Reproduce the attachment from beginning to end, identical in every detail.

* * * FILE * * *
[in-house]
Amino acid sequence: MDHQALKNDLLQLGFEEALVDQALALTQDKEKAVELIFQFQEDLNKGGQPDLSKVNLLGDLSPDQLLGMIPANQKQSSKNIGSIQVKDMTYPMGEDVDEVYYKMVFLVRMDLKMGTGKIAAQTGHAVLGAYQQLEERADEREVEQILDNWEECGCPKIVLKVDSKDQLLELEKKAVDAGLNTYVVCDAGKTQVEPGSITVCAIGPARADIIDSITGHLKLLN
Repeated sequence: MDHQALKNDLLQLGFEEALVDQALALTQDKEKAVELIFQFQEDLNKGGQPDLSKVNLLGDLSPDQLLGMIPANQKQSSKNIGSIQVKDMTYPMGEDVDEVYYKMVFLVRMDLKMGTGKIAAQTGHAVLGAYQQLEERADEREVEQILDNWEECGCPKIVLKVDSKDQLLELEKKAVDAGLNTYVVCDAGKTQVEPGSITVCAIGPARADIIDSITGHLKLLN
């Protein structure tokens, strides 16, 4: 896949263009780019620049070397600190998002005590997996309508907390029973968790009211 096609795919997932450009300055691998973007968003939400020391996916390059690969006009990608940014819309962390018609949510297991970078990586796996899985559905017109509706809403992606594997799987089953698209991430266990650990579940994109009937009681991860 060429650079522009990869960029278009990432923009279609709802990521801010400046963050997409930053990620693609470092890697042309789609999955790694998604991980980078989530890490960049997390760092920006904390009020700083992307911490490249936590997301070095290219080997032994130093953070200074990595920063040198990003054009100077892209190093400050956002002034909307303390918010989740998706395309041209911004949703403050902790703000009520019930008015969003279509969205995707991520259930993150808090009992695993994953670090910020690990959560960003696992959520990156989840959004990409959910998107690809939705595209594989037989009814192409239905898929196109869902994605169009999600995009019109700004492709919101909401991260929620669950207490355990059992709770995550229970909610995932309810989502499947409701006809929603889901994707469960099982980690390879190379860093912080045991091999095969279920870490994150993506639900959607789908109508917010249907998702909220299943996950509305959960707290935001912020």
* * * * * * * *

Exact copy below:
[in-house]
Amino acid sequence: MDHQALKNDLLQLGFEEALVDQALALTQDKEKAVELIFQFQEDLNKGGQPDLSKVNLLGDLSPDQLLGMIPANQKQSSKNIGSIQVKDMTYPMGEDVDEVYYKMVFLVRMDLKMGTGKIAAQTGHAVLGAYQQLEERADEREVEQILDNWEECGCPKIVLKVDSKDQLLELEKKAVDAGLNTYVVCDAGKTQVEPGSITVCAIGPARADIIDSITGHLKLLN
Repeated sequence: MDHQALKNDLLQLGFEEALVDQALALTQDKEKAVELIFQFQEDLNKGGQPDLSKVNLLGDLSPDQLLGMIPANQKQSSKNIGSIQVKDMTYPMGEDVDEVYYKMVFLVRMDLKMGTGKIAAQTGHAVLGAYQQLEERADEREVEQILDNWEECGCPKIVLKVDSKDQLLELEKKAVDAGLNTYVVCDAGKTQVEPGSITVCAIGPARADIIDSITGHLKLLN
């Protein structure tokens, strides 16, 4: 896949263009780019620049070397600190998002005590997996309508907390029973968790009211 096609795919997932450009300055691998973007968003939400020391996916390059690969006009990608940014819309962390018609949510297991970078990586796996899985559905017109509706809403992606594997799987089953698209991430266990650990579940994109009937009681991860 060429650079522009990869960029278009990432923009279609709802990521801010400046963050997409930053990620693609470092890697042309789609999955790694998604991980980078989530890490960049997390760092920006904390009020700083992307911490490249936590997301070095290219080997032994130093953070200074990595920063040198990003054009100077892209190093400050956002002034909307303390918010989740998706395309041209911004949703403050902790703000009520019930008015969003279509969205995707991520259930993150808090009992695993994953670090910020690990959560960003696992959520990156989840959004990409959910998107690809939705595209594989037989009814192409239905898929196109869902994605169009999600995009019109700004492709919101909401991260929620669950207490355990059992709770995550229970909610995932309810989502499947409701006809929603889901994707469960099982980690390879190379860093912080045991091999095969279920870490994150993506639900959607789908109508917010249907998702909220299943996950509305959960707290935001912020």